Jack Park, a junior at Penn, shared on Tumblr his own previous suicide attempts as Penn has struggled with the aftermath and gave out all his contact info in case anyone wanted to call him for mental health advice. He said that while the university has made significant improvements since the suicides, he believes the mental health of undergraduates is less of a priority than the school’s image and its investments in its programs and buildings.
“If mental health makes better results, it might have been a bigger priority,” Park said.
He cited the impending relocation of Penn’s Counseling and Psychological Services (CAPS) program as an example. In January, CAPS will move from its current location near 36th and Walnut to near 36th and Market. According to the Daily Pennsylvanian, the move is happening because CAPS is being pushed out to make a room the construction of the Ronald O. Perelman Center for Political Science and Economics.
It’s a bigger location but not as central for students. The director of CAPS, Bill Alexander, even told the Daily Pennsylvanian the location might be an issue.
Since January, Penn has added three new employees to CAPS and increased its hours. In February, Penn started a Task Force on Student Psychological Health and Welfare that is supposed to review Penn’s mental health climate and offer recommendations. After Hu’s death, Penn announced the formation of a 24-hour mental health hotline it would call the HELP Line. In an email to students this Monday, Penn president Amy Gutmann announced the HELP Line had launched.
Not that Penn was particularly helpful in discussing or highlighting any of those changes. Asked last month about whether the proposed HELP line had started or when it would, Ron Ozio, Penn’s director of media relations, said, “You got me.”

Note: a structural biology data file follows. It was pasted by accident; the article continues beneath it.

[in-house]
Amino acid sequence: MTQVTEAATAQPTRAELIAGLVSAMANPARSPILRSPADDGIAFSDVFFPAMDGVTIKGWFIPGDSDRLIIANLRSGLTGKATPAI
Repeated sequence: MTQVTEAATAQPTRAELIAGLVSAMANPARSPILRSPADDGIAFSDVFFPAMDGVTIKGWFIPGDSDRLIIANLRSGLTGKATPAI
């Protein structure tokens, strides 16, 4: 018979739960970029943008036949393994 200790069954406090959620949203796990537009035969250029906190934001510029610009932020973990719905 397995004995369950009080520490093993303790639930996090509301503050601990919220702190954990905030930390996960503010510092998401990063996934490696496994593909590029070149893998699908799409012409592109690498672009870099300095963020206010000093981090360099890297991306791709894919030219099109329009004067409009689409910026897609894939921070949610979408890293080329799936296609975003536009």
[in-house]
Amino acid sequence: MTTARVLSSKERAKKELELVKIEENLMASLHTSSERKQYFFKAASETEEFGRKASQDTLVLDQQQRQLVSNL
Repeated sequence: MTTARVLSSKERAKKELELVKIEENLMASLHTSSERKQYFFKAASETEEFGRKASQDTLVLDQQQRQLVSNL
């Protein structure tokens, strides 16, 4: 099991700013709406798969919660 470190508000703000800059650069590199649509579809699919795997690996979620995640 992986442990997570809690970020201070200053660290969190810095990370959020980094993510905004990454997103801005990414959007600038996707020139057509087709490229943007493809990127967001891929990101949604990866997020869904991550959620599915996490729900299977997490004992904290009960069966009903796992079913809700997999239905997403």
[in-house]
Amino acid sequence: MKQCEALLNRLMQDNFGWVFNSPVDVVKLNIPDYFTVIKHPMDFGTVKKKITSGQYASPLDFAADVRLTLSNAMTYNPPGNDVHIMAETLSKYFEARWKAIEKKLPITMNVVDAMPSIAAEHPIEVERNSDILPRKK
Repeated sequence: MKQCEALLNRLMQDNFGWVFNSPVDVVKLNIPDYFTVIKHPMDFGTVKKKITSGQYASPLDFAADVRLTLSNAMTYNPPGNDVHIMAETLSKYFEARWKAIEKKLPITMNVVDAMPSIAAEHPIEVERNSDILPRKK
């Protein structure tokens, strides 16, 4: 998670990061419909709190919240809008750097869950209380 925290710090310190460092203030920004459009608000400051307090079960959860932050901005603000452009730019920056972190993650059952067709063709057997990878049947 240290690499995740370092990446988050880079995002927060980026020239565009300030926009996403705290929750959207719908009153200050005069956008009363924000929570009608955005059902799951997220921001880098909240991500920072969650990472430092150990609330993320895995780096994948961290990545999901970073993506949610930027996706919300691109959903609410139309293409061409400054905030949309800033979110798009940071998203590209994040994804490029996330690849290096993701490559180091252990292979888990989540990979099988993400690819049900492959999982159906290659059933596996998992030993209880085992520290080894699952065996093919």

He suggested Billy Penn email him with specific requests regarding Penn’s continuing response to the suicides. Ozio responded to five questions about different aspects of Penn’s reactions to the suicides with one sentence about the help line: “We are hoping to have it up and running by the end of the year.”
Contacted again this week, Ozio disclosed further details of the HELP line but still didn’t address any other questions aside from copying and pasting the text from a press release the university released in February.
Via email, Rebecca Bushnell and Tony Rostain, Penn professors and chairpersons of the Task Force on Student Psychological Health and Welfare, declined to say anything about the progress of the task force aside from saying it “is still in progress and on track to complete its work” early next year.
Park said he doesn’t want to sound overly critical when he talks about Penn, but he wants the mental health environment to improve.
“It’s not like some random SUV had six people on it and crashed and six people died,” Park said. “It was six bright, young people from Penn who tried to deliberately end their life and succeeded. It was not an accident. It’s something wrong from society.
“Basically the campus can’t be not accountable.”